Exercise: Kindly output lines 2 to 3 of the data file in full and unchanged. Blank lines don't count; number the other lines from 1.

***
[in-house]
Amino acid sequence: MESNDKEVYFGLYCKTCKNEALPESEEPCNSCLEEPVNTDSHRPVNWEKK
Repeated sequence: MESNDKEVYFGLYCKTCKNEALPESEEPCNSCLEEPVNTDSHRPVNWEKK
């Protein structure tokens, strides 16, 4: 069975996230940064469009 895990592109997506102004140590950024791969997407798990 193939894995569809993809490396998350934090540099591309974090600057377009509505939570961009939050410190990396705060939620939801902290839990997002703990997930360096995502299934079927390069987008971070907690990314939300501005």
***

Amino acid sequence: MESNDKEVYFGLYCKTCKNEALPESEEPCNSCLEEPVNTDSHRPVNWEKK
Repeated sequence: MESNDKEVYFGLYCKTCKNEALPESEEPCNSCLEEPVNTDSHRPVNWEKK